While the banks were closed, Bitcoin reached 5,000 days online
The world's largest cryptocurrency reached a milestone on Monday, Sept. 12 — Bitcoin (BTC) celebrated 5,000 days of uptime. The network has functioned almost without a hiccup for 13.69 years.
In Bitcoin speak, the blockchain has been online, confirming a valid block of transactions every 10 minutes, on average, for 753782 blocks (5,000 days). Plus, 3,464 days have passed since the last downtime incident.
The first Bitcoin block was mined by Satoshi Nakamoto on Jan 3rd, 2009. Bitcoin spent 99.9% of the year online, confirming valid blocks on average every 10 minutes until what is known as the Value Overflow Incident. The incident refers to the creation of a “strange block,” block 74,638, which resulted in the creation of billions more Bitcoin. Five hours later, during block 74,691, the blockchain was soft-forked, and nodes reached consensus.
In 2013, Bitcoin software split, and the chain forked into two. The blockchain was down for 6 hours and 20 minutes causing a price drop of more than 23%, hitting lows of $37. Combining the downtime of the Bitcoin network between 2010 and 2013 creates roughly 0.01% of the total time.
Bitcoin influencers (Bitfluencers?) were quick to honor the occasion with celebratory boating accidents, events in which Bitcoiners lose their private keys. Others expressed their gratitude for the anonymous creator of the protocol:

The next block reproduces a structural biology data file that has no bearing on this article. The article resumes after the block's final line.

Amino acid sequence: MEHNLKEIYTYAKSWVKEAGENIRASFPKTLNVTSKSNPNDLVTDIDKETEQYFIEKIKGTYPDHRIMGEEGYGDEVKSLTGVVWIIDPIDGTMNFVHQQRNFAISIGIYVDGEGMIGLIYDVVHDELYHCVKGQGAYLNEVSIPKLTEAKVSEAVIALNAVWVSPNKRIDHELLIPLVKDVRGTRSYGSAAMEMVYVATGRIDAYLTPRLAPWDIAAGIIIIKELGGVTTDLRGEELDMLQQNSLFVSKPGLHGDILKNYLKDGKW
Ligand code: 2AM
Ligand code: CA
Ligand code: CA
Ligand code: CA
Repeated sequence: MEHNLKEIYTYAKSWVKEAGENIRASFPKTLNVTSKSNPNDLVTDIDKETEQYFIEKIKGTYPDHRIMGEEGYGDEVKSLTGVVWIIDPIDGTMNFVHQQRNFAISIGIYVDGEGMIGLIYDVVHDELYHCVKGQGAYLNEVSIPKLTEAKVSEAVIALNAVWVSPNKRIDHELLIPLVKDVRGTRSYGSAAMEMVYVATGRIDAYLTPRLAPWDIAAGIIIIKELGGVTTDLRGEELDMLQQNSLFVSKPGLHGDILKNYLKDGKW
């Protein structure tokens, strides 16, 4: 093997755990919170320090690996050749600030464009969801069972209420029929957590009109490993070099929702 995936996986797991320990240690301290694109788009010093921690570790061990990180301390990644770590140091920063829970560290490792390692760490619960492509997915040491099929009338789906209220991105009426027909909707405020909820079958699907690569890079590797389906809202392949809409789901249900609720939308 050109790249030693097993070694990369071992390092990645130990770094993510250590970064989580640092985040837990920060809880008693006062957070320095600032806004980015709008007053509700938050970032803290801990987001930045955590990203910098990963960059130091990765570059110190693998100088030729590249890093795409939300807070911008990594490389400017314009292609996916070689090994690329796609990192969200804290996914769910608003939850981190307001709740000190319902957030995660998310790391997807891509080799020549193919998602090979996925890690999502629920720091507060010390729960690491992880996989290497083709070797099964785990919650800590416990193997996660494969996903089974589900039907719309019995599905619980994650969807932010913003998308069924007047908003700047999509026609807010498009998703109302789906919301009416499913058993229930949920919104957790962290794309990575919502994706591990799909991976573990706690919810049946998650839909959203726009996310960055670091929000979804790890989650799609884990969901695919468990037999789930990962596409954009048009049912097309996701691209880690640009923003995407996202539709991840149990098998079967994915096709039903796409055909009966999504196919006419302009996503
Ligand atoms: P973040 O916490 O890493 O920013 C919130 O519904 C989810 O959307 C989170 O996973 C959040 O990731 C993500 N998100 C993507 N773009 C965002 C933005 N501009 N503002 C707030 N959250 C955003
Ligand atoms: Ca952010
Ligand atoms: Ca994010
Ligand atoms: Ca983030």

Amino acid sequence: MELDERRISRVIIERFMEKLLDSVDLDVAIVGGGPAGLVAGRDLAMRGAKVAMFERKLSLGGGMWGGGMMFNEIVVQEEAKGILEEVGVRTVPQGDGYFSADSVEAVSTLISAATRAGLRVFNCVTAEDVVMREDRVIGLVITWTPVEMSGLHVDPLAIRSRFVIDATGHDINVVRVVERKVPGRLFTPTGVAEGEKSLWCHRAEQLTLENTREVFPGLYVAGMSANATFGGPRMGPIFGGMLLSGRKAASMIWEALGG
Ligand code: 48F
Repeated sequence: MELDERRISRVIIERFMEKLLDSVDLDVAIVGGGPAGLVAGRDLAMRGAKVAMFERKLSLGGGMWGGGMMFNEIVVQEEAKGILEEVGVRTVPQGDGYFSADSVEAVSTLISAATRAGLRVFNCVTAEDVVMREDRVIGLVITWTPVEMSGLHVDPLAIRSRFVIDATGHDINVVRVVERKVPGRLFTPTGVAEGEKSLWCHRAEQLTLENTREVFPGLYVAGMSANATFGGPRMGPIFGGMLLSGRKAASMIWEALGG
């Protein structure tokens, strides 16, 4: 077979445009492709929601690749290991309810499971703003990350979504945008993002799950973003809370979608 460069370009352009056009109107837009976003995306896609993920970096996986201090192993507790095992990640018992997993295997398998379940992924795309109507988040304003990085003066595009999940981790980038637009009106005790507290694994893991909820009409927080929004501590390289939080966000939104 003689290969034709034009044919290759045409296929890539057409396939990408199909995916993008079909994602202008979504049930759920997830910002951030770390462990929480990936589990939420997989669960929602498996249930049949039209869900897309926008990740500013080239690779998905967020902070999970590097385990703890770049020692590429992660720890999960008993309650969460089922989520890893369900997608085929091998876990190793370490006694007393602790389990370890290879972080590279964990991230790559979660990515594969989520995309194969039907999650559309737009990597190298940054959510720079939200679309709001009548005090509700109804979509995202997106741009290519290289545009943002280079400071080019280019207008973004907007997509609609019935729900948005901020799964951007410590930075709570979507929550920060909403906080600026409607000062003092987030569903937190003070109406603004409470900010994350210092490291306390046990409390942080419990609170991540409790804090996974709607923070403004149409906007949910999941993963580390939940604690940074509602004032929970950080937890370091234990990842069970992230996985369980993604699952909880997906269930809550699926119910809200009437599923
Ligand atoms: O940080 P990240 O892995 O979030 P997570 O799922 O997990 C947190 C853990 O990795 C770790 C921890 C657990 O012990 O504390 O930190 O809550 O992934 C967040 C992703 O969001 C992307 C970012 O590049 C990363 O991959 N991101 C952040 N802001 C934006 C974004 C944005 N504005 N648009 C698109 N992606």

5000 days of #Bitcoin pic.twitter.com/oTdbmJG0Tk— Lina Seiche (@LinaSeiche) September 11, 2022
Popular cryptocurrencies such as Solana (SOL) or Ethereum (ETH) cannot currently compete with the uptime nor decentralization for which Bitcoin is known. Solana regularly experiences outages, labeled a "curse" to the network by its cofounder, while Ethereum’s creation was the result of a hard fork.
Related: The Fed, the Merge and $22K BTC — 5 things to know in Bitcoin this week
Vitalik Buterin, Ethereum’s cofounder, boasted in 2020 that “You can be net profitable with as little as 60% uptime.” Nonetheless, Bitcoin is still some way from reaching Nakamoto’s promise of a peer-to-peer cash system that removes third parties: scaling payments on Layer-2 are an uphill battle.
In the meantime, Bitcoin will have to settle for being the most secure, most decentralised and most popular cryptocurrency solution.
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